Indoor Plant Fertilizer

Overview

All plants depend on soil for nutrients to grow and flourish. Without proper indoor plant fertilizer, plants are susceptible to diseases, wilting or even death. The right fertilizer will ensure the precise variety and amount of nutrients needed for quality soil.

Function

The function of indoor plant fertilizer is to add nutrients to potted soil. The amount of nutrients for plant growth depends on the size of the container, lthe ight requirements of the plant and the plant's growth rate. Plants in low light and with a slow growth rate require much less indoor fertilizer than their faster growing high-light counterparts.

Types

Indoor fertilizer is available in a variety of forms. Concentrated liquid types require mixing with water to acheive the proper concentration. Time-released granules mix with the original potting soil to release fertilizer over an extended period. Stakes dissolve slowly and release fertilizer into the soil with each watering. Indoor fertilizers usually have a nitrogen-phosphorous-potassium ratio of about 20-20-20.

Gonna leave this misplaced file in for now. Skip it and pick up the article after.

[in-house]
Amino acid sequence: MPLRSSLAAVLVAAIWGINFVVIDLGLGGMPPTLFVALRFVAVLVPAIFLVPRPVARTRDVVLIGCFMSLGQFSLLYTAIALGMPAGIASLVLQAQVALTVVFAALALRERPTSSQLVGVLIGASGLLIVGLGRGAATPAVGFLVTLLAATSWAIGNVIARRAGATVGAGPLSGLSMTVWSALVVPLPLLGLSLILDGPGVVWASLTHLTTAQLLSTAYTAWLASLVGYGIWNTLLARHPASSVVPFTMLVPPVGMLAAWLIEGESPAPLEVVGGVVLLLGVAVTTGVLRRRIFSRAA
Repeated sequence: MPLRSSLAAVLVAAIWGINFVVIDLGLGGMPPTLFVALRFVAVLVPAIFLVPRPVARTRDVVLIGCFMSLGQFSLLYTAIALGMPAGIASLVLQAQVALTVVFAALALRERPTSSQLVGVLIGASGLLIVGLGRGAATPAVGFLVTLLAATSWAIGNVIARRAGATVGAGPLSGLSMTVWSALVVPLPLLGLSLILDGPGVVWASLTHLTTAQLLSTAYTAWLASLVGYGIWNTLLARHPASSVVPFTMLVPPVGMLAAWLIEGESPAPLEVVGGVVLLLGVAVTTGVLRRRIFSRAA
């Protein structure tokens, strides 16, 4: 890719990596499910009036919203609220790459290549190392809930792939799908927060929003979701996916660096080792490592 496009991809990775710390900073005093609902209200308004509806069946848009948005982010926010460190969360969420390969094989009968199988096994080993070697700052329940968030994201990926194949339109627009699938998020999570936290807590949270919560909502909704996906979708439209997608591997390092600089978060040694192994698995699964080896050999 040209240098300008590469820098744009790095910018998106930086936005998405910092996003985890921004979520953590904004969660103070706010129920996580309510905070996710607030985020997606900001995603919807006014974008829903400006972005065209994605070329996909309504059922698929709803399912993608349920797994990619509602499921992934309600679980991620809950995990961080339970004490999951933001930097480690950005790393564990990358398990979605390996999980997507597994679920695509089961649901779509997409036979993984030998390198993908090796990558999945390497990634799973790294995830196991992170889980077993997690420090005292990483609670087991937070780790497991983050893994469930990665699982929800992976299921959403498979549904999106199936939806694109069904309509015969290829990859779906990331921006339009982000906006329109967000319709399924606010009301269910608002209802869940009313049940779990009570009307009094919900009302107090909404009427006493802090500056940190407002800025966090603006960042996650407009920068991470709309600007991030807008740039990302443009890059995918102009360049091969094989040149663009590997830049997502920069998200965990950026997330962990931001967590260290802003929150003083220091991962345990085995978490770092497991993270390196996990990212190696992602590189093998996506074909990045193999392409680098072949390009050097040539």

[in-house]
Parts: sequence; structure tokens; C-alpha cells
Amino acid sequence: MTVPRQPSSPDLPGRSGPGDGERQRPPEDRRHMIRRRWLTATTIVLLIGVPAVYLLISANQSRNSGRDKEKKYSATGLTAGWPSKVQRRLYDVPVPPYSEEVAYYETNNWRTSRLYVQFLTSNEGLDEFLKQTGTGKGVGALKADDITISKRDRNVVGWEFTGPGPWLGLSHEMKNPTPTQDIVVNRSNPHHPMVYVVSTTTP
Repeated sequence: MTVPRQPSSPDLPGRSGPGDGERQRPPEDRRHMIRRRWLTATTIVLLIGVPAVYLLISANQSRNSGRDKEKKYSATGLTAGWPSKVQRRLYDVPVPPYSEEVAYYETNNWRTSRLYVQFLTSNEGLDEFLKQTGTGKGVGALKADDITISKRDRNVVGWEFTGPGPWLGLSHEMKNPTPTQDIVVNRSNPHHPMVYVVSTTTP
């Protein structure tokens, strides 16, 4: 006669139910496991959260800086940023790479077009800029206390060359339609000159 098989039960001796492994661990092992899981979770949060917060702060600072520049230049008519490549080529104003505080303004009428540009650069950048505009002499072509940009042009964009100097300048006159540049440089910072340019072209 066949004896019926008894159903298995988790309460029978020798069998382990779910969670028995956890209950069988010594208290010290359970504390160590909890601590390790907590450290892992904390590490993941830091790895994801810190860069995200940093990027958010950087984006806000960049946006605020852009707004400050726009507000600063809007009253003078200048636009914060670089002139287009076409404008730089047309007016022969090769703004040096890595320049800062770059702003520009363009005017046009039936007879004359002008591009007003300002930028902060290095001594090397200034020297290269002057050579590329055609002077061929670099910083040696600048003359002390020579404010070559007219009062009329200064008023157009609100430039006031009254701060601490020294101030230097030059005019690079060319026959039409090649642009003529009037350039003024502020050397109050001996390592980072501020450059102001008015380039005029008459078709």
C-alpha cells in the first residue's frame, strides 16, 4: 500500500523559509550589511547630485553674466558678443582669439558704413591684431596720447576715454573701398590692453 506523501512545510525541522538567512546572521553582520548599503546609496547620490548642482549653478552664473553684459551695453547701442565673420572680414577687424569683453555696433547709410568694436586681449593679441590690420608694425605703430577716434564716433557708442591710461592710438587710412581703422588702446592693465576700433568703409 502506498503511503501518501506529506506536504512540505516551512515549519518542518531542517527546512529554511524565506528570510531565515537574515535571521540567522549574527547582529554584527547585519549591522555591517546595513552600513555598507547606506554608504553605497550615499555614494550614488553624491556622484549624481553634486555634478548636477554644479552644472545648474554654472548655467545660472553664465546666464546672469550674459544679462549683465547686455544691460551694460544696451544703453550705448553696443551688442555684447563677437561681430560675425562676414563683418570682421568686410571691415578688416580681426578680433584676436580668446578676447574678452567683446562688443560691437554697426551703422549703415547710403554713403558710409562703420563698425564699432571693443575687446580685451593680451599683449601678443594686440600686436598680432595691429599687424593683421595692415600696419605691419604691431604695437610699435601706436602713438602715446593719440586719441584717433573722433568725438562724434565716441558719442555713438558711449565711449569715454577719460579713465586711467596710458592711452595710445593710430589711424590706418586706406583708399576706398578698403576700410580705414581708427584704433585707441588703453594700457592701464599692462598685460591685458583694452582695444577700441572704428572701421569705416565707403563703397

Time Frame

The best time of year to use indoor fertilizer is during the growing period. Most houseplants grow during early spring months through the early fall months. Monthly fertilization provides additional nutrients for plants during this time frame. During the fall and winter months, many houseplants need little to no indoor fertilization to sustain growth and thrive. Avoid fertilizing dry soil, advises N.C. State University.

Symptoms

Over-fertilization is a common problem with indoor fertilizer misuse. Plants suffer reduced growth, brown or wilting leaves, decreased bloom yields and falling leaves with over-fertilization. If a white crust appears on the soil surface, this is an indication of excessive fertilization leading to the formation of salt deposits. Salts can also accumulate from watering with hard water. A high concentration of salts in the soil makes it hard for roots to absorb water.

Leaching Soil

Leaching soil is the process of removing impurities and unused indoor plant fertilizer. Approximately every four to six months, drench each houseplant and allow it to drain thoroughly. Allow the plant to drain and rest for roughly an hour, and repeat the process to leach the soil.

Warning

A common misconception is that frequent and heavy indoor fertilization encourages stronger and healthier plant growth. In fact, stunting of growth can result, and plants can die from too much fertilization. Avoid weekly fertilization and refrain from using the schedule listed on indoor plant fertilizer labels, warns N.C. State University.

Keywords: indoor plant fertilizer, fertilizing house plants, indoor plant care

About this Author

Daniel Smith graduated from technical school in 1993 and has been writing since 2005. His has written numerous articles for the instructional website called eHow in areas including gardening, home improvement, celebrating special events and health-related topics.